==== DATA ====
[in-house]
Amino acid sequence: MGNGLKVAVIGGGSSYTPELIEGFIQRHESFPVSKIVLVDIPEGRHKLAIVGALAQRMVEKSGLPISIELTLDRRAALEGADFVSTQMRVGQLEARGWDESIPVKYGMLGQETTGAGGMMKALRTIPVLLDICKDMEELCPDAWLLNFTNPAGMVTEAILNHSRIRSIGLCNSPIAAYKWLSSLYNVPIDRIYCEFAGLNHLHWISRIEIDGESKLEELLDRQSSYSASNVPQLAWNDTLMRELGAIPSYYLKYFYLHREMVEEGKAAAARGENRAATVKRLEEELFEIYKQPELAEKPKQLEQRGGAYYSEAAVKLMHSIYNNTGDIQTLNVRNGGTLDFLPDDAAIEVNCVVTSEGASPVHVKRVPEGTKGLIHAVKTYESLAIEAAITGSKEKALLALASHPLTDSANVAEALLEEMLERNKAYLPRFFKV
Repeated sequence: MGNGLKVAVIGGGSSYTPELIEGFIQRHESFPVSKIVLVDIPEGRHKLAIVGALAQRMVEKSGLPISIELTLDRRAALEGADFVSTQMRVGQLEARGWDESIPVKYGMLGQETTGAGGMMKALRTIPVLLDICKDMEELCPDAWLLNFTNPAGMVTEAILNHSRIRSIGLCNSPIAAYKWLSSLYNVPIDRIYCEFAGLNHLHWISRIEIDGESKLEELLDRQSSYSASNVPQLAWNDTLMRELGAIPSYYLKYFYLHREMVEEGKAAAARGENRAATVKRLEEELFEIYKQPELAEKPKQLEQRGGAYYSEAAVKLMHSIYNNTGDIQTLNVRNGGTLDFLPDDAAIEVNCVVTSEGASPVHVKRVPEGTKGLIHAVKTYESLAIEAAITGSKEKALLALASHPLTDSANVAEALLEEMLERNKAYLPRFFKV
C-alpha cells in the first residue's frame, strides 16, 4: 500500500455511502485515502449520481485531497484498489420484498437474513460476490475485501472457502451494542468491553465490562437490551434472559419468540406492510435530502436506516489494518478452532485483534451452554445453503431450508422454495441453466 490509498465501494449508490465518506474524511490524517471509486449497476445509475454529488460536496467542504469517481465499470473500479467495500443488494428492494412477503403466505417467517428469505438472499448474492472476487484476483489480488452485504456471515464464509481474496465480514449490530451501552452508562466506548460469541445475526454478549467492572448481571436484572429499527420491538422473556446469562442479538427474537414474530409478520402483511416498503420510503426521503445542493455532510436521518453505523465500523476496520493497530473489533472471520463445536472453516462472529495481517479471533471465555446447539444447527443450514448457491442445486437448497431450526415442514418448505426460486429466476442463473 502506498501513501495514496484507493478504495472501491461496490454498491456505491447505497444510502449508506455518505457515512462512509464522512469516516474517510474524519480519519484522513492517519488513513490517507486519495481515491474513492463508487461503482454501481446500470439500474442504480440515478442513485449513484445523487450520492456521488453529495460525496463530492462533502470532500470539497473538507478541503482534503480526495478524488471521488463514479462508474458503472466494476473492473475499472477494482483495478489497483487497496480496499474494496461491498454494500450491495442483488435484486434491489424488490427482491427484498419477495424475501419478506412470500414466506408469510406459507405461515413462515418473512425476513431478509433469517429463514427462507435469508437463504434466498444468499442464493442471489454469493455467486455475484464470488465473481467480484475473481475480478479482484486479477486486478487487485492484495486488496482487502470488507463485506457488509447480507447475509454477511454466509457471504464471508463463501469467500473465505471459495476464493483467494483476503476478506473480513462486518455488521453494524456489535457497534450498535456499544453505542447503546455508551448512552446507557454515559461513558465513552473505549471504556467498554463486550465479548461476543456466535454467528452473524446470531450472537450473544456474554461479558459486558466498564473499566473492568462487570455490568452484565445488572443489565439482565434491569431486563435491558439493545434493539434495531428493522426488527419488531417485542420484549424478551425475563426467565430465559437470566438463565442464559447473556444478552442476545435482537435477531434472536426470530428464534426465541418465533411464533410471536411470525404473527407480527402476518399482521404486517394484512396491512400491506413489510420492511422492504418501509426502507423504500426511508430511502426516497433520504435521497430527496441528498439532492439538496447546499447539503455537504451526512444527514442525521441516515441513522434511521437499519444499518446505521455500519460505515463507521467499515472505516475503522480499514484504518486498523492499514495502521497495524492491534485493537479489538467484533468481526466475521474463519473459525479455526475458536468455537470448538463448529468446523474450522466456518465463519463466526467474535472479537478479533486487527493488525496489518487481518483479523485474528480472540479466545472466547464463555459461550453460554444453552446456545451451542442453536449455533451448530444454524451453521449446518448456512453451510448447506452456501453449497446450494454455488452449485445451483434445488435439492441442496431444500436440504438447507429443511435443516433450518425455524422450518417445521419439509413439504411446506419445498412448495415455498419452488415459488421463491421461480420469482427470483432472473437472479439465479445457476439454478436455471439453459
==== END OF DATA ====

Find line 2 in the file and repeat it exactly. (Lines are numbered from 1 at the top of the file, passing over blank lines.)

Amino acid sequence: MGNGLKVAVIGGGSSYTPELIEGFIQRHESFPVSKIVLVDIPEGRHKLAIVGALAQRMVEKSGLPISIELTLDRRAALEGADFVSTQMRVGQLEARGWDESIPVKYGMLGQETTGAGGMMKALRTIPVLLDICKDMEELCPDAWLLNFTNPAGMVTEAILNHSRIRSIGLCNSPIAAYKWLSSLYNVPIDRIYCEFAGLNHLHWISRIEIDGESKLEELLDRQSSYSASNVPQLAWNDTLMRELGAIPSYYLKYFYLHREMVEEGKAAAARGENRAATVKRLEEELFEIYKQPELAEKPKQLEQRGGAYYSEAAVKLMHSIYNNTGDIQTLNVRNGGTLDFLPDDAAIEVNCVVTSEGASPVHVKRVPEGTKGLIHAVKTYESLAIEAAITGSKEKALLALASHPLTDSANVAEALLEEMLERNKAYLPRFFKV